David Cay Johnston, a Pulitzer Prize-winning reporter for The New York Times, has hunted down a killer the police failed to catch, exposed LAPD abuses, caused two television stations to lose their licenses over news manipulations, and revealed Donald Trump's true net worth. He has uncovered so many tax dodges that he has been called the "de facto chief tax enforcement officer of the United States." His last book, Perfectly Legal, was a New York Times bestseller and honored as Book of the Year by the journalism organization Investigative Reporters and Editors. Over his forty-year career he has won many other honors, including a George Polk Award.

Customer Reviews

Very informative book.
W. H. Sidberry, Jr.
This book has the power to ignite a voter revolution if only enough people would read it.
Lawrence Siden
Very well written book.
shopper in WI

Most Helpful Customer Reviews

353 of 366 people found the following review helpful By Frederick S. Goethel VINE VOICE on January 3, 2008
Format: Hardcover Verified Purchase
The author has written a well documented and detailed account of how less than 1% of Americans are getting rich of the backs of the other 99%. And, it isn't just individuals who are reaping millions of dollars from taxpayers...it's also corporations.

Some of the items presented in detail in the book include how one of the largest baseball teams in the country destroyed a public park for a new stadium, had it paid for by the citizens, and then gave payback to politicians who helped.

Or the two major hunting and fishing chains that got millions and millions in tax subsidies to build stores based on false and unsustainable promises, and continue to try to rape the treasuries of communities across the country with more false promises.

Or the company who built a call center in Buffalo using tax subsidies and sold it to the public through a newspaper owned by the same company.

These are just several examples of the material detailed in the book. In addition to showing who is taking, and how, the author details who is fighting back and how they are trying to in an era when the courts and politicians are held by corporate interests.

The book is well written, and well documented. In addition, the author took what can be a very dry subject and made extremely readable. This book should be read by every American, particularly in light of the upcoming presidential elections. Some familiar names will pop out at you as individuals who made their fortunes off our backs.
26 Comments Was this review helpful to you? Yes No Sending feedback...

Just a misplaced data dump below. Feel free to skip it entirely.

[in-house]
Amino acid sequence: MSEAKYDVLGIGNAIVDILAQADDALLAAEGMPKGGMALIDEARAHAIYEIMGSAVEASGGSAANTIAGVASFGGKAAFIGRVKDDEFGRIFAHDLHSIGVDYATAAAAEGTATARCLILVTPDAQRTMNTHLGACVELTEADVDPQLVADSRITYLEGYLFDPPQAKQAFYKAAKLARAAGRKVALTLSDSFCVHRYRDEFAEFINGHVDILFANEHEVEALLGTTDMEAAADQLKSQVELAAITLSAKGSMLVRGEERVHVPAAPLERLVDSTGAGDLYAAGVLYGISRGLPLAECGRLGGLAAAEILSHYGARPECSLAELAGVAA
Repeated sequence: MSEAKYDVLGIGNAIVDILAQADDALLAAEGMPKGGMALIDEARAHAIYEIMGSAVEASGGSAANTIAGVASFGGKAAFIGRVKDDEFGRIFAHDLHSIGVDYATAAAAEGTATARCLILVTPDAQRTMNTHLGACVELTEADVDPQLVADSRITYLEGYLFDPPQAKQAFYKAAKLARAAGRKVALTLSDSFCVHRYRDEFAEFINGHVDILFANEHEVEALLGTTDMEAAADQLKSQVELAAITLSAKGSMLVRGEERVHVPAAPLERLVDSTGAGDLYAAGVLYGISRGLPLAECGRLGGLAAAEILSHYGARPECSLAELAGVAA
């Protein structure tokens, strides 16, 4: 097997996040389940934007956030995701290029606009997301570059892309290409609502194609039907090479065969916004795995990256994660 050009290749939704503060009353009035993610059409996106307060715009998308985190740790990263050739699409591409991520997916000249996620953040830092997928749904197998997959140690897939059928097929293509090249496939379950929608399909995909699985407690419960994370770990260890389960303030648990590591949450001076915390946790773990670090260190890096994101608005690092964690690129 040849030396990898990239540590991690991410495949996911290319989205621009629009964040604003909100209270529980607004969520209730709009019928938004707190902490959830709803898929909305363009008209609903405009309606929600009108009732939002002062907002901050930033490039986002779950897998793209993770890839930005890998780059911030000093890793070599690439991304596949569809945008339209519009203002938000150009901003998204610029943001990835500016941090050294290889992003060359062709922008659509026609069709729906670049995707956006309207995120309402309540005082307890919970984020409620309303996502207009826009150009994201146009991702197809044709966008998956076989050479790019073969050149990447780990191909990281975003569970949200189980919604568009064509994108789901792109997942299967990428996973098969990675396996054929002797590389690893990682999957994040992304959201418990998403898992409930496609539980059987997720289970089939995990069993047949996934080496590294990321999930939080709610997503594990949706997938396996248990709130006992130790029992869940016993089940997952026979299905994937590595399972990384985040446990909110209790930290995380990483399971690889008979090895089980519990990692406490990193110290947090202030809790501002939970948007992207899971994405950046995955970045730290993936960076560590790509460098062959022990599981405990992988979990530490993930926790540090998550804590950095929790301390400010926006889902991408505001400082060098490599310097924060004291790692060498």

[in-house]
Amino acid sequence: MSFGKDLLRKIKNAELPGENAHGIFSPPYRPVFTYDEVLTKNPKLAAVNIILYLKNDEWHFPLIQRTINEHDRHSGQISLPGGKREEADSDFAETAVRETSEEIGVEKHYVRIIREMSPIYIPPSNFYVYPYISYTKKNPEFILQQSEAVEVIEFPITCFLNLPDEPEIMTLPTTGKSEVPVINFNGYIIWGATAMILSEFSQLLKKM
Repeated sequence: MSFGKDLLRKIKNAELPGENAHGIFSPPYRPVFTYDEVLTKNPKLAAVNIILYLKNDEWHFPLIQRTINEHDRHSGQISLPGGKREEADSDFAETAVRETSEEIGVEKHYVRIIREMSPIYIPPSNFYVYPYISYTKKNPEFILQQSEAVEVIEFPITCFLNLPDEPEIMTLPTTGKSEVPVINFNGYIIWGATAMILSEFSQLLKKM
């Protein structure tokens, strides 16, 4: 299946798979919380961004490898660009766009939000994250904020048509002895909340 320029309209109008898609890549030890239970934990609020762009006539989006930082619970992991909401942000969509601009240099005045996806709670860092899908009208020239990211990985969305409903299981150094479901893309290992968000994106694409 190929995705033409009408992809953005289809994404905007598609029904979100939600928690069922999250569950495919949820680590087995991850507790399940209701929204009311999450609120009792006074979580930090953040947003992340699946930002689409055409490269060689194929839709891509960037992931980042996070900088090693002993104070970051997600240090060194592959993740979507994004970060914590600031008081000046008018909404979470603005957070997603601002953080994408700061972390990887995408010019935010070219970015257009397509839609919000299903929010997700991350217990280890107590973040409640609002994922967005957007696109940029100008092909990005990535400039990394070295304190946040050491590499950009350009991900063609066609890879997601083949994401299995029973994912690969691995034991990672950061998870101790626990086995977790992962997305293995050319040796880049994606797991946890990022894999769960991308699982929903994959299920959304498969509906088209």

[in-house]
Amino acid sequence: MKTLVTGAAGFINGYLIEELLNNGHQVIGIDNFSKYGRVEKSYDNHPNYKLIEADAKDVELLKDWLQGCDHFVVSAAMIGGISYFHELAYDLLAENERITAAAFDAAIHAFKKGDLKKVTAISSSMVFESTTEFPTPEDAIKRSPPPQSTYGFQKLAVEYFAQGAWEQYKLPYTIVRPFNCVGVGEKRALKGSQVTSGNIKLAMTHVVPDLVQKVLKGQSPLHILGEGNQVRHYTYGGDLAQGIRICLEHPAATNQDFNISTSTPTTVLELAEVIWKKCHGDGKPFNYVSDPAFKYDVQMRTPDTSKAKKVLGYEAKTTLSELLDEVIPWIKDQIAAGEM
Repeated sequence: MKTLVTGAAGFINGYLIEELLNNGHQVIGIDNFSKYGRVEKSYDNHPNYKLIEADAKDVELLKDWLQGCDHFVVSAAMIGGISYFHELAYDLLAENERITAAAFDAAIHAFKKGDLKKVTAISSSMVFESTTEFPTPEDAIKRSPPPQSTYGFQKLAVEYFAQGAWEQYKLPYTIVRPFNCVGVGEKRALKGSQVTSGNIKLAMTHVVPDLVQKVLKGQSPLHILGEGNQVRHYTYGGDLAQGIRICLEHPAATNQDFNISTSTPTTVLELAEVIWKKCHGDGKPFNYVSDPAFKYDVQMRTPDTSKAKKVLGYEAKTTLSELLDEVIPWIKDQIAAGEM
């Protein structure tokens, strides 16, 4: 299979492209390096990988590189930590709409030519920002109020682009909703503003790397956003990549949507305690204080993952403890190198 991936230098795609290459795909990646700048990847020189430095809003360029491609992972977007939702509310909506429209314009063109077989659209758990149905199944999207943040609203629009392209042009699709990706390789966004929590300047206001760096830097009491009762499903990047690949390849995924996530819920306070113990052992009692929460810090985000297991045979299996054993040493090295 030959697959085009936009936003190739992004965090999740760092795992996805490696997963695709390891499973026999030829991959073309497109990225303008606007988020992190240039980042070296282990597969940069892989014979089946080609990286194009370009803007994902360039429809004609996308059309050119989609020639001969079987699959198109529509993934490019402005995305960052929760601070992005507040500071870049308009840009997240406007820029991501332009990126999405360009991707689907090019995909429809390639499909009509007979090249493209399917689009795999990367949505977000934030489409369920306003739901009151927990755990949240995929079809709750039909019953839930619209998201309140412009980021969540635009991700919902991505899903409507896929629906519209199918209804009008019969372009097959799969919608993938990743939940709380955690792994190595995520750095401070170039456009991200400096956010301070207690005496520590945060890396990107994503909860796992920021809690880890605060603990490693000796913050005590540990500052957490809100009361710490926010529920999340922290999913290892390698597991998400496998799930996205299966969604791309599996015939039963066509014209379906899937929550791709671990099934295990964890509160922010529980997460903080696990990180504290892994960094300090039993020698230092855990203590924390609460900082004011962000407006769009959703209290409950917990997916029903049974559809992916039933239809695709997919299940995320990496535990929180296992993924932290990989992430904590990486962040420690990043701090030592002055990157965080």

Thank you for your feedback. If this review is inappropriate, please let us know.
Sorry, we failed to record your vote. Please try again
143 of 147 people found the following review helpful By Edwin C. Pauzer VINE VOICE on February 7, 2008
Format: Hardcover
One thing you can expect when you open a book by David Cay Johnston is narrative that reads like a drama unfolding except that the plot is present-day America and the story is how the wealthy are getting richer at the expense of the middle class. Hence the title "Free Lunch," where the wealthy steal it with government approval, are paid to take it or get it free, courtesy of the same who hands the bill over to us.

At the very beginning, Johnston explains what the invisible hand of Adam Smith means, for the benefit of those who know it and for those who only think they do--of which there are more than enough of the latter. Smith postulated that a free market economy creates competition that serves the common good but, (and here's the kicker), does not work if government provides them bounty (subsidies), or allows them to collude to keep prices high. He also stated that there would be enterprises that would operate to seek bounties only, the equivalent of modern corporate welfare.

Johnston provides chapter after fascinating chapter of how government at all levels offers break after break which is consistently picked up by Average Joe Taxpayer. Such "bounties" include:

· Misuse of eminent domain, which is supposed to mean appropriating land for the common good such as a new highway or airport. Now it is used to support developers who wish to profit at the expense of the homeowner.